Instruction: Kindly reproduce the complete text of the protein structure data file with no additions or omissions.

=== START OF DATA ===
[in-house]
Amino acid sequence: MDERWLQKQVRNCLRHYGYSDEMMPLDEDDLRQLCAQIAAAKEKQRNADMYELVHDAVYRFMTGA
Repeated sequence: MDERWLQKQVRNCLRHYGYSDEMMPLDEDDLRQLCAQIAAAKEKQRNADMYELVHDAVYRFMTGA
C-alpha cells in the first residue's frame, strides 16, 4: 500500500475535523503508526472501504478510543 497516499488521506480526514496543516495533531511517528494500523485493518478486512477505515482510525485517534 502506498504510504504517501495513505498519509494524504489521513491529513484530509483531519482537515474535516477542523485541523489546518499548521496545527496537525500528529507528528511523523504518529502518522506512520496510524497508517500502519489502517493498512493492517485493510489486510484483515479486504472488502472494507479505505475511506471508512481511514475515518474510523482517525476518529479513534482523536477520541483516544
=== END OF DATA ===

[in-house]
Amino acid sequence: MDERWLQKQVRNCLRHYGYSDEMMPLDEDDLRQLCAQIAAAKEKQRNADMYELVHDAVYRFMTGA
Repeated sequence: MDERWLQKQVRNCLRHYGYSDEMMPLDEDDLRQLCAQIAAAKEKQRNADMYELVHDAVYRFMTGA
C-alpha cells in the first residue's frame, strides 16, 4: 500500500475535523503508526472501504478510543 497516499488521506480526514496543516495533531511517528494500523485493518478486512477505515482510525485517534 502506498504510504504517501495513505498519509494524504489521513491529513484530509483531519482537515474535516477542523485541523489546518499548521496545527496537525500528529507528528511523523504518529502518522506512520496510524497508517500502519489502517493498512493492517485493510489486510484483515479486504472488502472494507479505505475511506471508512481511514475515518474510523482517525476518529479513534482523536477520541483516544